Classification Is For Us Only

Or, more directly: physical objects don’t care how we classify them. When I talk about structures here (or elsewhere) I try to classify them in a way that would be useful to a reader: a building has a frame or it has bearing walls, a bridge has a Pratt truss or it has a Howe …

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Correlation Is Not Causation, Iron Framing Edition

I’ve mentioned the Rookery in passing a few times. It’s a fantastic 1886 office building in Chicago and holds a place in any history of early skyscrapers. It’s not a skeleton-frame building and actually contains a number of masonry bearing walls, but, as I discuss in The Structure of Skyscrapers, having an old-fashioned structural form …

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Another Definition of Vernacular

The standard definitions of vernacular architecture include some variation on local tradition, design without architectural theory, built without an architect, and so on. All fair enough but the photo above – taken on a rainy day at 74th Street and First Avenue – raises another possibility. On the right, foreground, facing the avenue, we have …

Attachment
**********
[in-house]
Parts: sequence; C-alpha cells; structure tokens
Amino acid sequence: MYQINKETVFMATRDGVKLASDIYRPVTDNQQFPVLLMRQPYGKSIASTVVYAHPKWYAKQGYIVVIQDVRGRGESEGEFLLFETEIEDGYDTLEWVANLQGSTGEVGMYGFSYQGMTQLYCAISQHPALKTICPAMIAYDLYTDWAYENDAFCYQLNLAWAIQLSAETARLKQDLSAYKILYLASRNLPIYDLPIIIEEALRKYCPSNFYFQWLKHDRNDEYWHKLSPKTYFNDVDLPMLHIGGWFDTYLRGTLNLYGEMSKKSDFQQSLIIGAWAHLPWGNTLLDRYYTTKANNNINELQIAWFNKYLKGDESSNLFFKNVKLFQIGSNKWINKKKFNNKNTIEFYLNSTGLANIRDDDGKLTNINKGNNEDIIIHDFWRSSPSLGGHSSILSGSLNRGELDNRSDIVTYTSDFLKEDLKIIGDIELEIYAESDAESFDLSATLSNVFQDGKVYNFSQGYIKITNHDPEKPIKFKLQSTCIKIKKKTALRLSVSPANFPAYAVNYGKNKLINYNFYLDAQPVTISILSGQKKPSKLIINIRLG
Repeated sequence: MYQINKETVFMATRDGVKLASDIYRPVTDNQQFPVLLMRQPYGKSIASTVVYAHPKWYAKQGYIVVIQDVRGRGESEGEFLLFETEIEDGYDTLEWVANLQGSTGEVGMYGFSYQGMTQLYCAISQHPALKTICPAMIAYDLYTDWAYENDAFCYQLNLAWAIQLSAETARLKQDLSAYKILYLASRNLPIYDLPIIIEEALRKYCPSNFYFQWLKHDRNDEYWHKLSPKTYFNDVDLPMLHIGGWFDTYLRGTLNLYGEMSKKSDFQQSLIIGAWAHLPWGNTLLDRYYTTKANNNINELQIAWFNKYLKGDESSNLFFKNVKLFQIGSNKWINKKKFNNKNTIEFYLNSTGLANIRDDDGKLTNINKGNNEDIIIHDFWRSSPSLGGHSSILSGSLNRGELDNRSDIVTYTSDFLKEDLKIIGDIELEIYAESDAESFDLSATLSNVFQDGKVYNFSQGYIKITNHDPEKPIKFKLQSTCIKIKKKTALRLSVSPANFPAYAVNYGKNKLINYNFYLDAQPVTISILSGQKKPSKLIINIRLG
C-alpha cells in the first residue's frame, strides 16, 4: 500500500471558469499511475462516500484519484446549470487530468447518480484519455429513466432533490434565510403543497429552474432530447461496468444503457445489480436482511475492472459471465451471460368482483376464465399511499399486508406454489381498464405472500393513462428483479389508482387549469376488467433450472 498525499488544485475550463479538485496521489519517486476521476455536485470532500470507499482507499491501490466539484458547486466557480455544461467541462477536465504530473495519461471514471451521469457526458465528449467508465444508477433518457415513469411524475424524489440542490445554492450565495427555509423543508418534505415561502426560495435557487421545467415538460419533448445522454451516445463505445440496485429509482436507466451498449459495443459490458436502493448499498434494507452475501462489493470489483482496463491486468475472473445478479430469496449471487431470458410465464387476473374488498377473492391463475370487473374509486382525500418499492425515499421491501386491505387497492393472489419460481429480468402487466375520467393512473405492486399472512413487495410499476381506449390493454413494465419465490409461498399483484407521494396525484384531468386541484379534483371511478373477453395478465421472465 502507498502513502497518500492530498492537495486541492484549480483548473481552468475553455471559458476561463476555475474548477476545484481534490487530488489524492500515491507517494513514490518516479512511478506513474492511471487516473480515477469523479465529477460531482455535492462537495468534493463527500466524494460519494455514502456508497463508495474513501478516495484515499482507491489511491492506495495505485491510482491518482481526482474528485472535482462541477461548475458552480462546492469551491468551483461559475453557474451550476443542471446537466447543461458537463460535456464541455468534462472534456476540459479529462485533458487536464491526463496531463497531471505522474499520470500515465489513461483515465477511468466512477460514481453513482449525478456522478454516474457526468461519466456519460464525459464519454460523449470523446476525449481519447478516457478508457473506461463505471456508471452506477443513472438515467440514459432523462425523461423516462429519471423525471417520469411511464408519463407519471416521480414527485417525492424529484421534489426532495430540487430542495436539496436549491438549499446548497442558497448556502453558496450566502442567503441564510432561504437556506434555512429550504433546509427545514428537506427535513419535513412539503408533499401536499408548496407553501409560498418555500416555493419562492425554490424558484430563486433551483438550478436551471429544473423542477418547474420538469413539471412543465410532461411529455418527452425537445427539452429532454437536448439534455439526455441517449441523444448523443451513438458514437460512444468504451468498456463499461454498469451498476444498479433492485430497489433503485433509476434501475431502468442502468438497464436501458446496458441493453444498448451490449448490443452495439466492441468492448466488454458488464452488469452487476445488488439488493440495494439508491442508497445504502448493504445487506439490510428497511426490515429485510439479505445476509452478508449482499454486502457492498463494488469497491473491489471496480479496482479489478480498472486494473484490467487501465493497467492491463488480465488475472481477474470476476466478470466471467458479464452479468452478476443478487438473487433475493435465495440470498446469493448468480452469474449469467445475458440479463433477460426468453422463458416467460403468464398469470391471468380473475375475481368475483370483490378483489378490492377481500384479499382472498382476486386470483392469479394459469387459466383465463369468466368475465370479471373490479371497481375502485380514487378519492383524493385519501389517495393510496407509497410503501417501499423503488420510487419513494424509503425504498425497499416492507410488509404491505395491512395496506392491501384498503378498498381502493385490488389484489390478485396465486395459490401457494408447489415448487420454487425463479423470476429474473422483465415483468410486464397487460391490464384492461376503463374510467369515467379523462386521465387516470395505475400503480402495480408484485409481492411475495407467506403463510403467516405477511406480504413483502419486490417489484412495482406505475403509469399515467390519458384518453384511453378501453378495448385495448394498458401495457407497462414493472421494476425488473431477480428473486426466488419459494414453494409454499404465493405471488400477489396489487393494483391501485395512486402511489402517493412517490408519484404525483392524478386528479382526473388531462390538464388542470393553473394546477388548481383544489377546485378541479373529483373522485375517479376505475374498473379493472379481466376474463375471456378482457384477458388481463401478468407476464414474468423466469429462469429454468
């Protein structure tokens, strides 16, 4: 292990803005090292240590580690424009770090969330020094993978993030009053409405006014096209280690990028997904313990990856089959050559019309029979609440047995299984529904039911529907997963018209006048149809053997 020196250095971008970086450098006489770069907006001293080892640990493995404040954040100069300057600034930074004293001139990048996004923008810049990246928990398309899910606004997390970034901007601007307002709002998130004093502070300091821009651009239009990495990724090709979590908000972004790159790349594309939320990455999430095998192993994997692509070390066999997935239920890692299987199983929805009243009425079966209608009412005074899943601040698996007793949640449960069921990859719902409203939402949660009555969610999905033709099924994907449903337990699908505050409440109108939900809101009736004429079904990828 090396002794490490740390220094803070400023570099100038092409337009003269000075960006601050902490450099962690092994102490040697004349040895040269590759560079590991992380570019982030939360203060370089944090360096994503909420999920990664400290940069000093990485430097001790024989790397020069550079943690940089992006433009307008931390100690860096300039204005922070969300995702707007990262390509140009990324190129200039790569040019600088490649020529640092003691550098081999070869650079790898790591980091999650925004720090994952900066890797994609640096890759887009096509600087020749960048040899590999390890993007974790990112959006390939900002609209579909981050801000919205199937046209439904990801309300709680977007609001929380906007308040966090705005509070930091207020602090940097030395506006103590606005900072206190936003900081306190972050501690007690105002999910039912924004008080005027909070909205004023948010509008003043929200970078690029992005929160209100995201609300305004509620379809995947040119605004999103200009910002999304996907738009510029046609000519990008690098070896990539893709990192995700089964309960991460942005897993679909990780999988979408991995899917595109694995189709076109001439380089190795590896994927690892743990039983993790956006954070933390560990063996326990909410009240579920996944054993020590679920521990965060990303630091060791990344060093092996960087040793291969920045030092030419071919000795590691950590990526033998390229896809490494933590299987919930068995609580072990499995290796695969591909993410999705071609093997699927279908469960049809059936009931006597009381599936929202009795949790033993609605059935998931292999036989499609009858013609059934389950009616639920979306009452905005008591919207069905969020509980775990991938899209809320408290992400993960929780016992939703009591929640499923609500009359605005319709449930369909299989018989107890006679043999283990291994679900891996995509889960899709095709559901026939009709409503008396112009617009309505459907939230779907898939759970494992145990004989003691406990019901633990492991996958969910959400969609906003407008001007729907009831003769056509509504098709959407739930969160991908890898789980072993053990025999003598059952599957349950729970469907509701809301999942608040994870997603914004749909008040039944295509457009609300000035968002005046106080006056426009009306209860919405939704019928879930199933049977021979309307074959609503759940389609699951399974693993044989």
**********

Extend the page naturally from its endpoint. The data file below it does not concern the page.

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Structural Honesty Found In The Wild

I’ve attacked the concept of “structural honesty” in architecture here more than once, but every so often I hear someone use the phrase and feel like maybe I should give it another chance. I found an actual example – in a building that was unfortunately demolished in the 1950s, but was well-documented when it stood …

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